Last week I was in Banaras, the ancient holy city on the banks of the river Ganga. The city was shrouded in mist, creating an ethereal aura, which made me feel like I had stepped back in time. As the boat sliced through the placid water of the Ganga taking us to our hotel, the ghats were dotted with people and bustling with activity. Banaras natives and a few tourists walked, sun-bathed, wiped themselves off after a dip in the holy river, prayed and simply loitered around the stone steps of the ghats, which must have been trod on by generations of humankind from all over the world. Plumes of smoke rose from the Manikarnika and Harishchandra ghats, designated spots for Hindu cremations, which operated like well-oiled machines throughout the day and night. As the boat continued its journey through the river, I could see figures shouldering the bodies of their deceased family and friends, wrapped in white sheets, walking down the steps towards the banks of the river where they would be cremated.
It is believed that if one dies in Banaras, or Kashi as it is known in folklore, and one’s ashes are released into the Ganga, one is released from the cycle of births and deaths, and achieves moksha or the end of the birth and death cycle. The maze-like streets and gullies of the city are scattered with mukti bhavans or death hostels, where people come to die to attain this elusive moksha.
Life and death, I learned, co-exist like two sides of a colourful, vibrant coin. Each is celebrated and revered. Life is a preparation for death and death is a celebration of life. Having lived with the belief that death is a cause for sorrow and something to be dreaded, this attitude towards death was as refreshing as it was inexplicable to me. Funeral processions could be mistaken for wedding celebrations, and are often accompanied by music and dancing. As we sat on a boat watching the spectacular performance of the Ganga aarti on the Dashashwamedh Ghat, seven priests clad in white and gold silk kurtas and dhotis gracefully maneuvered the gleaming brass Jaisakshi lamps, lit with 31 diyas. Our boatman, a multi-generational Banaras native, answered out questions patiently and told us stories about the origins of Banaras and its relation to death. “Sahi Holi voh hoti hai, jo asthiyon ke saath khelte hai (The best Holi is the one that is played with ashes from the remains of the dead)”, he said jovially. “Yahan jeevan mein maut hai, aur maut mein jeevan (here there is death in life, and life in death)”.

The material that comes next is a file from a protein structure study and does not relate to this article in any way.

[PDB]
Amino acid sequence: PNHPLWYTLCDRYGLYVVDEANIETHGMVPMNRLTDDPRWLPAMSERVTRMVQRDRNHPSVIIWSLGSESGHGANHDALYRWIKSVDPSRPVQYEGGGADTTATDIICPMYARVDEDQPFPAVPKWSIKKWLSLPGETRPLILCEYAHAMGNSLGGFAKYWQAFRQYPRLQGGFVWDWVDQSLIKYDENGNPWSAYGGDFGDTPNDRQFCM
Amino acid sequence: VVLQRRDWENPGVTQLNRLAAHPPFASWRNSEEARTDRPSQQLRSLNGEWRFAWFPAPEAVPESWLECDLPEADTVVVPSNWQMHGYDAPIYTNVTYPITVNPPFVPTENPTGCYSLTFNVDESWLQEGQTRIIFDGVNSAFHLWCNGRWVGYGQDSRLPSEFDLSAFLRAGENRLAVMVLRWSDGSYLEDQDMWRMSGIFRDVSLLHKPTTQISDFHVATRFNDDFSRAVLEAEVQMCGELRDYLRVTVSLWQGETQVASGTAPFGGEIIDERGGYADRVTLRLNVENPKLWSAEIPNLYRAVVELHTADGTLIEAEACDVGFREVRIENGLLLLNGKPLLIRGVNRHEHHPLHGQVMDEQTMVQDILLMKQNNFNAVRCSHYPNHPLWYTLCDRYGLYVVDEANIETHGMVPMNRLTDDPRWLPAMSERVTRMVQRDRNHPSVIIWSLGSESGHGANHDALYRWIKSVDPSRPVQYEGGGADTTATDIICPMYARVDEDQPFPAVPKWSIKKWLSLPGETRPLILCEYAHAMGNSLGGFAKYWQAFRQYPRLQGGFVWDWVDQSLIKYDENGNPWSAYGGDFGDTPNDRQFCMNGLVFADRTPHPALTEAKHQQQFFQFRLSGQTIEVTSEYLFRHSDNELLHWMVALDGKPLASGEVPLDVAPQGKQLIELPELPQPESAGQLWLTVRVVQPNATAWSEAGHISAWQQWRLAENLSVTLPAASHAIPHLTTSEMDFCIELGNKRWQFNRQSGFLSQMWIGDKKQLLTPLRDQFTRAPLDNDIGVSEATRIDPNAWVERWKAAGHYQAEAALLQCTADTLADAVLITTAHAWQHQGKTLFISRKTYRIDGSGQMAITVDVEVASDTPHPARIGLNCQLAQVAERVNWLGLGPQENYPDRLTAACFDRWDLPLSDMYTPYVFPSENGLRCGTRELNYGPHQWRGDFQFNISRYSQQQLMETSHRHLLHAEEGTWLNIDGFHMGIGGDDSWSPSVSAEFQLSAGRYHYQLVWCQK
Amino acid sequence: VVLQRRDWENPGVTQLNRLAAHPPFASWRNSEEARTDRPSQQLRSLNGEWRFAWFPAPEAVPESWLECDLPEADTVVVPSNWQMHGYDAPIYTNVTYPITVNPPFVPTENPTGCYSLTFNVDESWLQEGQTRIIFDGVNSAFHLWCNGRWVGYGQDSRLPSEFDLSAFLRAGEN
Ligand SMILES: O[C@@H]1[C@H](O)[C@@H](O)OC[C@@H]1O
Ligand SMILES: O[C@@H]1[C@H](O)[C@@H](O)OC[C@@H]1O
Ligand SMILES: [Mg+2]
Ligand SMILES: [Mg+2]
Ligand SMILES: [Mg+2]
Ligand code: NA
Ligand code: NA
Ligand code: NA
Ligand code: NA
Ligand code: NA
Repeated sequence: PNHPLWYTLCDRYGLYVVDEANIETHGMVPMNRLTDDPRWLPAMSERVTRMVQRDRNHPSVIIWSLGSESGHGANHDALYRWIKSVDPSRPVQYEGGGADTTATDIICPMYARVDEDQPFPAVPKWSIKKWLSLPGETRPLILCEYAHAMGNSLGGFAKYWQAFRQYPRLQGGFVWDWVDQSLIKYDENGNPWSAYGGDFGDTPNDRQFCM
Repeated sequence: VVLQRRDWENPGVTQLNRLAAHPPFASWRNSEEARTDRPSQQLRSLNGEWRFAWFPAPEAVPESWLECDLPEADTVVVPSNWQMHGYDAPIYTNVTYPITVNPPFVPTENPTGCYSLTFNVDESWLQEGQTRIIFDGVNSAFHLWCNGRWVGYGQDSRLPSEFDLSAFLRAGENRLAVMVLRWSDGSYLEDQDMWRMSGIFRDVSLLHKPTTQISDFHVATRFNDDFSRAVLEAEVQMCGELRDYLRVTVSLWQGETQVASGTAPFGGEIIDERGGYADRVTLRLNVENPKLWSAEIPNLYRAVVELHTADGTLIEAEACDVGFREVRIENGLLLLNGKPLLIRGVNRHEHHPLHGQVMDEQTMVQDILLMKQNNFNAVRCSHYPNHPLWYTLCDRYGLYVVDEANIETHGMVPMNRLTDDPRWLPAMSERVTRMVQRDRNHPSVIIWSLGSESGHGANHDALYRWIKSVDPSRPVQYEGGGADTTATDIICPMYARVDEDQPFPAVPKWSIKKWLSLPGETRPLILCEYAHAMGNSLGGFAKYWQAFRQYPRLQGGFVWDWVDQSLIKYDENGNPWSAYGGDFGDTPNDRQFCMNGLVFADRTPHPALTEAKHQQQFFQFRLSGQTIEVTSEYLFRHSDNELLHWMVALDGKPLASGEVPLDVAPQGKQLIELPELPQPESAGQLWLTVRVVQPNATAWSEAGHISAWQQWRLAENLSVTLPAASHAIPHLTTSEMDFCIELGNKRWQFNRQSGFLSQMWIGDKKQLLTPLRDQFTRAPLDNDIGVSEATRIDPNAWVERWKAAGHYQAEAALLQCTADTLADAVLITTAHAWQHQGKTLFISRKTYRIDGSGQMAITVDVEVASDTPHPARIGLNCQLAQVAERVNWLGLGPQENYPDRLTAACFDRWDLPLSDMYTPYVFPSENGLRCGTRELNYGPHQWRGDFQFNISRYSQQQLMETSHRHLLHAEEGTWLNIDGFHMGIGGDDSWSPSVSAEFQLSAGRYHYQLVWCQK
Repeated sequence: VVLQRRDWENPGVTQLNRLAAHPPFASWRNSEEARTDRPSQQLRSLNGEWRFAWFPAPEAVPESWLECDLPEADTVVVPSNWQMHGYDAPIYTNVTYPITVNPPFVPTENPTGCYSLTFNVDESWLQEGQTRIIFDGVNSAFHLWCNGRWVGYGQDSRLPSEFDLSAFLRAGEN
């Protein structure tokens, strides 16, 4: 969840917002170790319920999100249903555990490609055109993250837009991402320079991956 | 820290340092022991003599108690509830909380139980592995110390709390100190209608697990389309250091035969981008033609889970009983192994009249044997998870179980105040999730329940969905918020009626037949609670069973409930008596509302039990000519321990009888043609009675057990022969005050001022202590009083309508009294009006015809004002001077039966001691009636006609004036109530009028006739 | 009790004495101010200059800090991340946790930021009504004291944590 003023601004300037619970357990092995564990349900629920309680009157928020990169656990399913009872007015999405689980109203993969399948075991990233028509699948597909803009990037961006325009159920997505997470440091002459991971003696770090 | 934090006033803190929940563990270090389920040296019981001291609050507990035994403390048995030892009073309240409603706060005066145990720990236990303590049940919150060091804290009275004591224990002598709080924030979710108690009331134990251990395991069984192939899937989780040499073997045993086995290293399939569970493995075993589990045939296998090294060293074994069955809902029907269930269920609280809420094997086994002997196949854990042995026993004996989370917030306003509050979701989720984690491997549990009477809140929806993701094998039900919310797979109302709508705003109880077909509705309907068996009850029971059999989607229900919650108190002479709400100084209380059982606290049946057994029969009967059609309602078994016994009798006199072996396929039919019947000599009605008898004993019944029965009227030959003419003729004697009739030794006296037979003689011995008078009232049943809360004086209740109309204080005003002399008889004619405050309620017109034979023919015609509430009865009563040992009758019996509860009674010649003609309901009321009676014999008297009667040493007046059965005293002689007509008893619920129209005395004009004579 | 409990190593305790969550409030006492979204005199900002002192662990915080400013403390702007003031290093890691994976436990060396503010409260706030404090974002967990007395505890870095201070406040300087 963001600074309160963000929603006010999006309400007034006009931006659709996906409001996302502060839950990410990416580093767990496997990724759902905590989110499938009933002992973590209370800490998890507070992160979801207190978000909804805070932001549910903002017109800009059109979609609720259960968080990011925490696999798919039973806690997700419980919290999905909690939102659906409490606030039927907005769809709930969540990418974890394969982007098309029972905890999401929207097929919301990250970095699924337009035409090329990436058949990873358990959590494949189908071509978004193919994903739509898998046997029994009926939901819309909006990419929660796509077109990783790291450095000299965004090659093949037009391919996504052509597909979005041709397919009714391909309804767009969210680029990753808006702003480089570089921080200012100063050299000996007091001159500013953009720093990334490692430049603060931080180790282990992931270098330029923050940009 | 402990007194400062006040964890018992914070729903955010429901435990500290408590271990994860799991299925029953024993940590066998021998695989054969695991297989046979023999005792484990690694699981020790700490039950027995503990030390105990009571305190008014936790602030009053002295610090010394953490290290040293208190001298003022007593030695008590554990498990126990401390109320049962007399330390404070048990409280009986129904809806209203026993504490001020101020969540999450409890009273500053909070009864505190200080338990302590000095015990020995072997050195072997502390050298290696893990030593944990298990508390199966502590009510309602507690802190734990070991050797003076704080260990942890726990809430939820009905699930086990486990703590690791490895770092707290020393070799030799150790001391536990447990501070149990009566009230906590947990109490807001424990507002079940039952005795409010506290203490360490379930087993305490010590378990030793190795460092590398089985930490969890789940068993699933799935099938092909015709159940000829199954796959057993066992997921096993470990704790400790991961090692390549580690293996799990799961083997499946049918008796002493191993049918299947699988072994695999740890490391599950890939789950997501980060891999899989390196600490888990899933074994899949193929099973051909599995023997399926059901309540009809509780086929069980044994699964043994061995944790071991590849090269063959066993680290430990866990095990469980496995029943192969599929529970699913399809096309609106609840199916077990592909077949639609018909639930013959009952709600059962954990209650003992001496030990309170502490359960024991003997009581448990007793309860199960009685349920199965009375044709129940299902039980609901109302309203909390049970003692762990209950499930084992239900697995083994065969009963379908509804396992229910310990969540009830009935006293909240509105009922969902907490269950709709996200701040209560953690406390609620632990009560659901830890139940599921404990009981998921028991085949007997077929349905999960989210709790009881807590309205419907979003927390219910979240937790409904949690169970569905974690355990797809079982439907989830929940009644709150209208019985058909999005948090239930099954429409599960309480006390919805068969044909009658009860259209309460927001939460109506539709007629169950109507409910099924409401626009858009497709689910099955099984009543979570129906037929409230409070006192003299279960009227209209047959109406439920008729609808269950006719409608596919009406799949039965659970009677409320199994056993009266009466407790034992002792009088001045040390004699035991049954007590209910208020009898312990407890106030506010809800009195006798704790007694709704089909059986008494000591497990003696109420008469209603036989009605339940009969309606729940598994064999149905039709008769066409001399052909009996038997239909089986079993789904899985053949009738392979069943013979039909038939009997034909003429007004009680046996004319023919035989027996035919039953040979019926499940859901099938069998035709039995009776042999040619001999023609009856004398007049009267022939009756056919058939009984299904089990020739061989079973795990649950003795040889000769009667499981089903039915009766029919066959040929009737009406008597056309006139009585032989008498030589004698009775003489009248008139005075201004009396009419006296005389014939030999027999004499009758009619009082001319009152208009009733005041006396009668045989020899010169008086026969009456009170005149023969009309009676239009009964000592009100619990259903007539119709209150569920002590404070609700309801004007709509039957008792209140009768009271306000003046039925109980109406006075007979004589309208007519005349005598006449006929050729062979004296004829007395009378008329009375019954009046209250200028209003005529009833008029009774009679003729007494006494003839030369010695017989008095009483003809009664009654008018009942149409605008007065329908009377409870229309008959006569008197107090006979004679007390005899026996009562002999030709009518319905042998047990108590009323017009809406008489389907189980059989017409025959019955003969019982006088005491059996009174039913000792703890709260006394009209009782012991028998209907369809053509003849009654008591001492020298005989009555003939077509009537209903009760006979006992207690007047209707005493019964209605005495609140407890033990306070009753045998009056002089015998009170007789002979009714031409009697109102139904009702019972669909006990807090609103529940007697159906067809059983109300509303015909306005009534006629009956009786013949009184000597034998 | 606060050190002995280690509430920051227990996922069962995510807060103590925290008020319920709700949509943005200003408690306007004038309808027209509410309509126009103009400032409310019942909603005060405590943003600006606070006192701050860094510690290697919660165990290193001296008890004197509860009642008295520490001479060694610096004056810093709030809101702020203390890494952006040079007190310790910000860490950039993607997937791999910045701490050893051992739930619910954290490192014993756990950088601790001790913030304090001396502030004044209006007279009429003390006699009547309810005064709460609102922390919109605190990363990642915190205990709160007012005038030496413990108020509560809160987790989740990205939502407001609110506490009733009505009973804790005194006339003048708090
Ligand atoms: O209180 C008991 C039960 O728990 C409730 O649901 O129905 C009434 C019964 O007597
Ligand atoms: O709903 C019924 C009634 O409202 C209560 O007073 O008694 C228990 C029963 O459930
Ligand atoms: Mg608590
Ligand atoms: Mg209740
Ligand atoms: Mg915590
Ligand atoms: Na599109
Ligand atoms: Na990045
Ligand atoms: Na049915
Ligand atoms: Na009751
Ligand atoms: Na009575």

Three days in Banaras passed in a heartbeat and we are now back to our humdrum lives in the city. But if there is one thing that I have brought back with me, it is the realization that life, especially in this time of uncertainty and fear over a virus that has taken over our lives and world, must be lived fearlessly, fully, and expansively. We must “suck out all the marrow of life”, as Henry David Thoreau wrote, with awareness and appreciation of death, as there is a celebration of life.